Ten top tips to keep control of your finances and finally save in 2017
Sinead Ryan offers top tips to gain control over your money this year.
After a roller-coaster 2016, suddenly the New Year is here. What surprises will it bring? After Donald Trump’s inauguration on January 20, it’s anybody’s guess. One thing you can control is how you plan your finances to make sure 2017 is a little easier on the pocket. Here are my top 10 tips to get them under control.
This is typically the one where families overpay because they over-insure by using their house’s value as the sum insured.
This is invariably higher than the “re-build’ cost”, which is all you’ll get back anyway. To find this, use the Chartered Surveyors calculator (www.scsi.ie). If you’ve insured your contents for a percentage of this amount, cost them properly instead. Work out how much it would actually cost to replace your furniture, clothing and everything else. Then call your insurer and reduce the figure.
Most of us don’t claim the credits we’re due. It’s not that complex, and it is your money, after all. The one usually missed is the Home Carer’s credit, worth €1,000 a year, according to Taxback.com, which says 65pc of people don’t bother claiming it.
It’s often assumed it’s only available to families with a sick or disabled person, but it can be claimed by any couple where one is a stay-at-home spouse or earning less than €7,200 a year.
Mobile phone costs have dropped considerably, particularly when you’re on bill pay. However, to get the best deals you normally have to sign up for 24 months, so do your research. If you’re due an upgrade, ask exactly what you’re getting for your outlay. Consider switching provider – your number won’t change.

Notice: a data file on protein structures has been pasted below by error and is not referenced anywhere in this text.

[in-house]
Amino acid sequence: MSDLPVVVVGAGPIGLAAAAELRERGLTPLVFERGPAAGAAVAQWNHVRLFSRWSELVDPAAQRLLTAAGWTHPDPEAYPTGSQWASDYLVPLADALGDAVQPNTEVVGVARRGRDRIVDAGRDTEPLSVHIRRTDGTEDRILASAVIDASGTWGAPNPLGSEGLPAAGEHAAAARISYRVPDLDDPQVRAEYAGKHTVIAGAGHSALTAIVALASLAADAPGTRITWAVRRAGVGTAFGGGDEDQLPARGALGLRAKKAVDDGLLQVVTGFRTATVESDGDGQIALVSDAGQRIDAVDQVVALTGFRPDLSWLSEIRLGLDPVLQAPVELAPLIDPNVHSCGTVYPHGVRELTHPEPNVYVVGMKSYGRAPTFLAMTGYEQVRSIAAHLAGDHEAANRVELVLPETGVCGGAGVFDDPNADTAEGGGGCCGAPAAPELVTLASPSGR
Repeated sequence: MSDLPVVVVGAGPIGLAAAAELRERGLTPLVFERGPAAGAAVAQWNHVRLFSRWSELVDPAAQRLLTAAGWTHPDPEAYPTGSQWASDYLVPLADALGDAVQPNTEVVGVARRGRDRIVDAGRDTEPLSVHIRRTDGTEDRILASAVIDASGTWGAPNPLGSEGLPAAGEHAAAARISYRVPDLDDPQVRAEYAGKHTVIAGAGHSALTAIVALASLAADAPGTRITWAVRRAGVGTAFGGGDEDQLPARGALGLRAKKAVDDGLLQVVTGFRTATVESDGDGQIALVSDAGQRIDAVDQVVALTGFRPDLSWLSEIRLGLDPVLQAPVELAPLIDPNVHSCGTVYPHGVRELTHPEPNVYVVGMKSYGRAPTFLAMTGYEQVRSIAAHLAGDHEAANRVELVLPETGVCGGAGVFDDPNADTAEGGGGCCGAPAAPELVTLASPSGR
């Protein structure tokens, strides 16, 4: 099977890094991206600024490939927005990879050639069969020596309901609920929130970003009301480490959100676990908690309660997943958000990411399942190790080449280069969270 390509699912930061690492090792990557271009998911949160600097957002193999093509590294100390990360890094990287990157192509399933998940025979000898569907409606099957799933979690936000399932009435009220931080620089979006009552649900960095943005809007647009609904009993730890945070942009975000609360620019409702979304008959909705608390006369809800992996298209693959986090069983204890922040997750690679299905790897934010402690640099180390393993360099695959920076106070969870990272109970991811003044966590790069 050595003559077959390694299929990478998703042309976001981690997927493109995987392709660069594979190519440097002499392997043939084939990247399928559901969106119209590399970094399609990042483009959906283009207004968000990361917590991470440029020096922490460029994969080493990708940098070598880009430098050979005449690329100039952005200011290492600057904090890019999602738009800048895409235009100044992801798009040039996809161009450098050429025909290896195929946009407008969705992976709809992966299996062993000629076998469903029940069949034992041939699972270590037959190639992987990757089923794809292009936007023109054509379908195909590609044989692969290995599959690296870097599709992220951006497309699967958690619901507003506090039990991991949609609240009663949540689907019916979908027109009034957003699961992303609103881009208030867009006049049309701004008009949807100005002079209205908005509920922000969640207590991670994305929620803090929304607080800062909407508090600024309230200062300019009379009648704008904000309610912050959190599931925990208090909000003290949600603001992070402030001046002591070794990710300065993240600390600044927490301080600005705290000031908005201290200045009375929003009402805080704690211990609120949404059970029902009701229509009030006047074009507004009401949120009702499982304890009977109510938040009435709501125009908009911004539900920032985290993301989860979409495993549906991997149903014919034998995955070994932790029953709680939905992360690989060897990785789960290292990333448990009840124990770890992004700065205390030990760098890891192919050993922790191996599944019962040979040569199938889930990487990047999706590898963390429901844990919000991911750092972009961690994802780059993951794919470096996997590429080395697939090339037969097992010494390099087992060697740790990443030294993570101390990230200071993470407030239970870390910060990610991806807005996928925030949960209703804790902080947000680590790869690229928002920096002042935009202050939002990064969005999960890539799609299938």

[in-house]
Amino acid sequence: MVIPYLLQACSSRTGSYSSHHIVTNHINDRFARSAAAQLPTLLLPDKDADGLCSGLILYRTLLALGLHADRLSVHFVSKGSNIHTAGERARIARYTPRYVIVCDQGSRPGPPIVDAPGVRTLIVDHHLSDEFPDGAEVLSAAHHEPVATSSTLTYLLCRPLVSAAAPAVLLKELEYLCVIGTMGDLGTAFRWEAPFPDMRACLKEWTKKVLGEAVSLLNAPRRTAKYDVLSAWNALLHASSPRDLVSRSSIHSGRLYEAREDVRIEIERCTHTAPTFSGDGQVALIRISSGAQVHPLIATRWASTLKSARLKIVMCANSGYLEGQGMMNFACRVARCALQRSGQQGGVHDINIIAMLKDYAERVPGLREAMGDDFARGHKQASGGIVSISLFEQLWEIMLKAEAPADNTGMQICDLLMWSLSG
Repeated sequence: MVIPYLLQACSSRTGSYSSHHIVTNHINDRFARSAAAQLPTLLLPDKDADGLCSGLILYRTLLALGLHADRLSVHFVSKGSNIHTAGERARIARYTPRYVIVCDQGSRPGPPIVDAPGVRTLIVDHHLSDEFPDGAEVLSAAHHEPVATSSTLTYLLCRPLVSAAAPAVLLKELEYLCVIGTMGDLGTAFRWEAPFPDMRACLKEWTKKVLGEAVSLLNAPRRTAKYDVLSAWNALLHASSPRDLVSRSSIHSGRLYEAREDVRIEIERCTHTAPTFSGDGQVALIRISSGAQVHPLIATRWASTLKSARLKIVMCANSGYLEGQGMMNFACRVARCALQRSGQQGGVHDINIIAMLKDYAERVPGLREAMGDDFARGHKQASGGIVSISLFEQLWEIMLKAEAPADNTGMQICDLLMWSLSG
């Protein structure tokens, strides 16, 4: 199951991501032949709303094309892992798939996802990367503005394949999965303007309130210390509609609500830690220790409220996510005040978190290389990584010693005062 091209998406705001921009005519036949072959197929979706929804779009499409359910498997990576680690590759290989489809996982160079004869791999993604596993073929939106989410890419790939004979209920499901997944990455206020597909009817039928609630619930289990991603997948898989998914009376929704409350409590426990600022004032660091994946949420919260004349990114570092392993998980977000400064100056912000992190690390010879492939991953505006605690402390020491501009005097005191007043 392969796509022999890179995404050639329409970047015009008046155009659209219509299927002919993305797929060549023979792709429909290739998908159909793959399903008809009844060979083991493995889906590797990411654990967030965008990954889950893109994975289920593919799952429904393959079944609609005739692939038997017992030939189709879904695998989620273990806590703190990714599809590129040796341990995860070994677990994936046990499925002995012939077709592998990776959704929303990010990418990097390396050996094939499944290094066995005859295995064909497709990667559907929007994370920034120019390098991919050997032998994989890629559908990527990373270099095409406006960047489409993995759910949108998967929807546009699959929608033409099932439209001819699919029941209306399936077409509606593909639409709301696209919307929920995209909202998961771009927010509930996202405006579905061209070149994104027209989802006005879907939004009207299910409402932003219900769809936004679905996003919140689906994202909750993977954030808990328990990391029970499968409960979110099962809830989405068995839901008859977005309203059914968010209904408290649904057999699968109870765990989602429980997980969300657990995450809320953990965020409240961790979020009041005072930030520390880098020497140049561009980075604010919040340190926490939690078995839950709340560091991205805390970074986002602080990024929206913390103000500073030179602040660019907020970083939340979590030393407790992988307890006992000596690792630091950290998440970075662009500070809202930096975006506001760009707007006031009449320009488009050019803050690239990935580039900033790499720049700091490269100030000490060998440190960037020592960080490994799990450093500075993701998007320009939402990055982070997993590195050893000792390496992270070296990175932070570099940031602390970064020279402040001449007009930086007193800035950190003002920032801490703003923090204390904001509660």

I find Carphone Warehouse helpful as they broker all providers. Decide what you need most – calls and texts or online access – and compare offers. Tesco Mobile has a current offer for a free iPhone 5S with a €30-a-month plan.
Draw up a family budget of all outgoings. Take out a bank statement for all direct debits, estimate groceries, transport and other weekly expenses. Less regular spends like back-to-school, Christmas, birthdays, bin charges and property tax can be added up and divided by 12. They’re the ones that normally catch us out.
Knowing what’s due can really help control spending. Set up a savings account online (it’s free) and divert, on pay-day, an amount into it which is your household fund for these bills.
If you’ve had a mortgage for more than eight years, chances are you’re overpaying for your mortgage protection.
Rates have dropped, and it’s worth asking a broker to re-quote you. Only cancel your existing policy when the new one is in place.
2017 may just be the year motor insurance premiums stabilise as companies finally catch up after years of under-charging. The new claims bible, the Book of Quantum, has been issued, and hopefully will be followed in court cases.
You can keep premiums down by claiming discounts, including having a garage, being at home during the day, low mileage and engine size and cross-insuring with your partner.
Paying your kids pocket money may look like an added expense, but it’s a great idea. Teaching them about budgeting from an early age is essential, but you have to be strict. Pay them, if you can afford it, the same amount as their age, but specify what they must do with it – for example, save half, spend half.
Let them have goals, such as a new bike or summer holidays, and put their money towards that in a post office account or even a simple piggy bank. Don’t top them up if they spend the lot.
Most of us will be hoping to get away on a holiday this year, and January is a great time to pick up early-bird bargains such as free child places or a discount on the air fare.
The later you leave it, the more expensive it will be, so enjoy a browse online or visit your local travel agent (booking this way with a bonded agent means you have guarantees if something goes wrong).
It’s still wildly expensive, but it really is vital to switch every year to avoid over-paying.
The dearest plans are those that simply roll over, with unsuspecting customers losing out by not availing of identical but cheaper plans. A specialist broker such as TotalHealthCover.ie or Lyons (www.lfs.ie) will cut through the mire.
Averaging €7,800 per family per year, our grocery shopping is one of our biggest expenses, yet we waste so much food.
Using your freezer better and varying your supermarket can make a huge difference.